Where HM (s) stands for concentration of heavy metals in sample, Fe(s) stands for concentration of Fe in sample, HM (b) stands for concentration of the heavy metals in the reference background value and Fe(b) is the concentration of Fe in the earth’s crust or reference background value.

 

1.3.3 Metal enrichment index

Metal enrichment Index (MEI) has been applied in determining the extent of heavy metals associated with anthropogenic activities in an industrial area. In this study, metal enrichment index previously described by Riba et al. (2002) and have been applied by Sarala and Sabitha (2012) was used. MEI is sometimes called surface enrichment factor (Riba et al., 2002).

 

 

Where, CA = total concentration of individual heavy metals; CB = Background level.

 

1.3.4 Geo-accumulation index

Geo-accumulation index (Igeo) is typically used to assess the degree of anthropogenic or geogenic accumulated pollutant loads (Bhutiani et al., 2017). According to Guan et al. (2014), geo-accumulation index is suitable for assessing heavy metals in soil contaminated by industrial activities. Geo-accumulation index by Muller (1969) and have been applied by El-Metwally et al. (2017), Bhutiani et al. (2017), Ghaleno et al. (2015), Todorova et al. (2016), Tang et al. (2014) Wang et al. (2016), Hassaan et al. (2016), Vowotor et al. (2014), Ghazaryan et al. (2015), Guan et al. (2014), Gasiorek et al. (2017), Kowalska et al. (2016).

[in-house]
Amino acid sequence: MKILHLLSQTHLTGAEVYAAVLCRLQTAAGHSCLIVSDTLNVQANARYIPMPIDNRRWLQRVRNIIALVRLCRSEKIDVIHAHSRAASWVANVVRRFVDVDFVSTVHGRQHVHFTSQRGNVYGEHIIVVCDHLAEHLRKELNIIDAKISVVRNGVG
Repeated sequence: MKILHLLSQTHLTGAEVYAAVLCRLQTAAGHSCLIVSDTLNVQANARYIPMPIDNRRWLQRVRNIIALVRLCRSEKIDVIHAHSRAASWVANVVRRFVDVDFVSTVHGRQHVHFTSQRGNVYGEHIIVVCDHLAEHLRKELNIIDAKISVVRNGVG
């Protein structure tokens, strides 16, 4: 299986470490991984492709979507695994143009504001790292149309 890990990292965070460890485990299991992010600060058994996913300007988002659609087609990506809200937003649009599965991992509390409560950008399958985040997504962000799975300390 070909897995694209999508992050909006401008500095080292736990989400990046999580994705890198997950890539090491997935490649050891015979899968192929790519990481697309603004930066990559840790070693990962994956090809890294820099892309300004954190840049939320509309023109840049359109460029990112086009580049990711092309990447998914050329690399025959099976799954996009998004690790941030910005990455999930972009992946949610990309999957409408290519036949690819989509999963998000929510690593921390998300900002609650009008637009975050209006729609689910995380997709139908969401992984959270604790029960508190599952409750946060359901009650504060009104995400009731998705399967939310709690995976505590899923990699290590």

Where HM(s) is the measured concentration of heavy metals in the sample, HM (b) is the background value for the heavy metals and the factor 1.5 is used because of possible variations of the background data due to lithological variations.

 

1.3.5 Improved nemerow index

Improved Nemerow Index (INI) is another index used in assessing pollution. It was improved by replacing the single factor index in geo-accumulation index (Guan et al., 2014). INI is calculated based on the formula previously described by Guan et al. (2014).

 

 

Where  the mean value of Igeo of the various locations for each of the heavy metals under consideration; and  is the maximum value of geo-accumulation index of the various locations for each of the heavy metals under consideration. The resultant values were compared with the standard presented in in Table 2.

 

2 Results and Discussion

Table 3 presents Igeo of heavy metals in cassava mill effluents contaminated soil in a rural community in the Niger Delta, Nigeria. The Igeo ranged from un-contamination (Igeo≤0) to moderately contamination (1< Igeo ≤ 2). Copper were within un-contamination to moderately contamination at dry season of LD in both background scenarios (BMM and BGM). Zinc was within un-contamination to moderately contamination at dry season for LE in BGM background consideration, and uncontaminated level for BMM scenario. Like zinc in BMM consideration, manganese was uncontaminated in all the locations across both seasons of study. While under BGM consideration, it was within un-contamination to moderately contamination at dry season for LE. Iron was within un-contamination to moderately contamination at dry season for LC and LD under both scenarios and LE for wet season in BMM background consideration.

 

 

Table 3  Index of Geo-accumulation of heavy metals in cassava mill effluents contaminated soil

Note: Igeo ≤ 0 (uncontaminated), 0

BMM- Background median mean, BGM- Background geometric mean